It’s clear why professional golfers train with strength coaches. Touring professionals finally realized that to maximize performance they need to be more than simply fit. They need to be in “game shape” just like other athletes.

Recreational golfers can take advantage of the same sports conditioning science used by professional golfers. However, just like professionals, recreational golfers must understand that running on a treadmill and lifting weights is fine for fitness but doesn’t necessarily help improve your swing mechanics.

The first goal of a golf conditioning program should be to build your capacity to develop a fundamentally sound swing and minimize injury. If you’re already a low handicap player, conditioning can focus on maximizing performance. After all, if sport specific conditioning programs didn’t help good golfers then why do the best golfers in the world continue to train?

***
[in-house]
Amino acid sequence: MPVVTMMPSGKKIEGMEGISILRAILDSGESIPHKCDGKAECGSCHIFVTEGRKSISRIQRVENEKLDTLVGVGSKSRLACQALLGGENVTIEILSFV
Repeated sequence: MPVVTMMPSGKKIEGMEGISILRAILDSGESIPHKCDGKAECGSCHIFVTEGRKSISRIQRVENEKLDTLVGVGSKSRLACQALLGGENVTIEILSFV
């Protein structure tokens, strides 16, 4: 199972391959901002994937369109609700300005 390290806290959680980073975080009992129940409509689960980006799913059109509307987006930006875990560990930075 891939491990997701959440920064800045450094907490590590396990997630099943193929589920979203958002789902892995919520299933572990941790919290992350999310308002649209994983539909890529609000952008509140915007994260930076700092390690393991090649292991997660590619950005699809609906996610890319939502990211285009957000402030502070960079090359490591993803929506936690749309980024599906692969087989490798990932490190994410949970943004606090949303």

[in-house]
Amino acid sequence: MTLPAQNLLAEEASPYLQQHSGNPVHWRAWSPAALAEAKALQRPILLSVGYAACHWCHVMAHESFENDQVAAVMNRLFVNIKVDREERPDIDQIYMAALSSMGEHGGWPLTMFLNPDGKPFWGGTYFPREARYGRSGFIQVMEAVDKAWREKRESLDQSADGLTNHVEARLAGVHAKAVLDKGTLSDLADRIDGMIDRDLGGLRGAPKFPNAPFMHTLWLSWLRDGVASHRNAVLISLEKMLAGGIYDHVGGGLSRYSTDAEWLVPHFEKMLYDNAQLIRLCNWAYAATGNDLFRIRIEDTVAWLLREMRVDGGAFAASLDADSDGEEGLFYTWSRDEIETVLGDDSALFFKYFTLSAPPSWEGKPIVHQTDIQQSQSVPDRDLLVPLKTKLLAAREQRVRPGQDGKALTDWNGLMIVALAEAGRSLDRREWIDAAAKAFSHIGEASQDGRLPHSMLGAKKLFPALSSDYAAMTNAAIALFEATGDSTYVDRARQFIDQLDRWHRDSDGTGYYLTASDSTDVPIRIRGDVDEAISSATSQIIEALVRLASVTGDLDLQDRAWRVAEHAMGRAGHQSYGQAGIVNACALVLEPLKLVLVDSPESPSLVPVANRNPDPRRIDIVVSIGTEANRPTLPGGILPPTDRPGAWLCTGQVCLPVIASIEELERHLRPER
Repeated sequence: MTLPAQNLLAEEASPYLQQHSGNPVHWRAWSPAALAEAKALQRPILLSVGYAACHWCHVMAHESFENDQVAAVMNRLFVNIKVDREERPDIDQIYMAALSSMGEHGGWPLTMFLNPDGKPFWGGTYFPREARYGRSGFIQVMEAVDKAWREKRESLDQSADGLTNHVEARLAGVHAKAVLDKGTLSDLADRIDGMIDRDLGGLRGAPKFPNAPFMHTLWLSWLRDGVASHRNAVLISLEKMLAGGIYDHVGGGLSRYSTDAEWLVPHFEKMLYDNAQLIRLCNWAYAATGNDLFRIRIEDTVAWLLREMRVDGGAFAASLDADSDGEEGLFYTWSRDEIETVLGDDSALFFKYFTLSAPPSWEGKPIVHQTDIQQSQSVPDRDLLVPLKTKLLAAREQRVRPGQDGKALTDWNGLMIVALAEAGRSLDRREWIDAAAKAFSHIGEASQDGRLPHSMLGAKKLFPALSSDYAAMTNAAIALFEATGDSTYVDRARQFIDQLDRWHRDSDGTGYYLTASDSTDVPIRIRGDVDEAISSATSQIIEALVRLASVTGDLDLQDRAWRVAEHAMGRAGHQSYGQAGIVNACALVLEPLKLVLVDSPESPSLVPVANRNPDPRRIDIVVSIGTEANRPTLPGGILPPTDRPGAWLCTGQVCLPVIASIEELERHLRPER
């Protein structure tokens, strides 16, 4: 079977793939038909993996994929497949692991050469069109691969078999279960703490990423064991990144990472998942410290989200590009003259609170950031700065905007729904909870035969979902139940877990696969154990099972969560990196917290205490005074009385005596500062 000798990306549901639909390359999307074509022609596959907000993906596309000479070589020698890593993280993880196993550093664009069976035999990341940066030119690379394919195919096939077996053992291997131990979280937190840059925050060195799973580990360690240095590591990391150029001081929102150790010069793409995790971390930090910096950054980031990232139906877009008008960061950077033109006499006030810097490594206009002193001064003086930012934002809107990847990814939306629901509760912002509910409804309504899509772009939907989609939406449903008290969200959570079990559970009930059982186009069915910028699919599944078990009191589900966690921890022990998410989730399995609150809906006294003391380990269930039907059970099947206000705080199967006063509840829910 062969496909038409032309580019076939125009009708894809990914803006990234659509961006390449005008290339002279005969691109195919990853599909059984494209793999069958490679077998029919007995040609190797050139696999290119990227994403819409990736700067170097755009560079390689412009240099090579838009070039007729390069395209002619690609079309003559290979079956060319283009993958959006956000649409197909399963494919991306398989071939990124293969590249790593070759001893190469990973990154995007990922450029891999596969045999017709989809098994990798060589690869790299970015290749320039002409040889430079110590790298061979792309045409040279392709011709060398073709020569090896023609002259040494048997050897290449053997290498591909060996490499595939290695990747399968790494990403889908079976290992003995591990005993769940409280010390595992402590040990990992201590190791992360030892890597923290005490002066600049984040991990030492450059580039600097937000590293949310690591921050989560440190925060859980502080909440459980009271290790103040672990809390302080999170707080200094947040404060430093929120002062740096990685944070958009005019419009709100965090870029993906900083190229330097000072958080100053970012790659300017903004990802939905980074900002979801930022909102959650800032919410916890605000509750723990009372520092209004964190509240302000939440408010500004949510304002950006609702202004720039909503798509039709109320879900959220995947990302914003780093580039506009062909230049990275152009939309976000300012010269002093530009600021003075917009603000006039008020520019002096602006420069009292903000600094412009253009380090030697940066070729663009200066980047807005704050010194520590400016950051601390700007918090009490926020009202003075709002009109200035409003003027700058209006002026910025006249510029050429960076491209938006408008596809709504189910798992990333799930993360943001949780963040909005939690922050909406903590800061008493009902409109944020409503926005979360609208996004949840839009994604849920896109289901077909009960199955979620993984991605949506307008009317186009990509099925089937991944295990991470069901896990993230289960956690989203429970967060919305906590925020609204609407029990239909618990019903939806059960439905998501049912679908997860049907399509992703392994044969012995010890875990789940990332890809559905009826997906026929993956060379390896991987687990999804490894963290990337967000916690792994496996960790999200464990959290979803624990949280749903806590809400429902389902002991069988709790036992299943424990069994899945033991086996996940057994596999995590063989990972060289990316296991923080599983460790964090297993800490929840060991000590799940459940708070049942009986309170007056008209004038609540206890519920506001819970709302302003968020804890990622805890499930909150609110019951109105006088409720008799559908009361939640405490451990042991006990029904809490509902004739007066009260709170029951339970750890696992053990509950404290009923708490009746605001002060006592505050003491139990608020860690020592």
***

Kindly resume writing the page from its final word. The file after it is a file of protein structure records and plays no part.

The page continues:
Why is improving physical capacity to swing correctly so important? If a golfer can’t physically execute sound swing mechanics no amount of lessons and practice will overcome the inhibiting physical limitations. Improvements become frustratingly difficult to achieve.

Faulty swing mechanics also cause injuries, particularly to the lower back. More practice with poor mechanics only adds flawed repetitions thereby increasing accumulated trauma to muscles, joints and the spine. The swing’s rotational demands are hard enough on the body without adding bad mechanics to the mix.

Proper training is also the counterbalance to the debilitating impact of muscular imbalances resulting from multiple golf rounds and practice swings. The golf swing is an asymmetrical action. This asymmetry is repeated many times during practice and play. Coupled with things like poor posture, playing a lot of golf increases the propensity to develop muscular imbalances. These imbalances rob power from your golf swing and destabilize your spine.

Once swing mechanics improve, conditioning can focus on factors such as club head speed, control and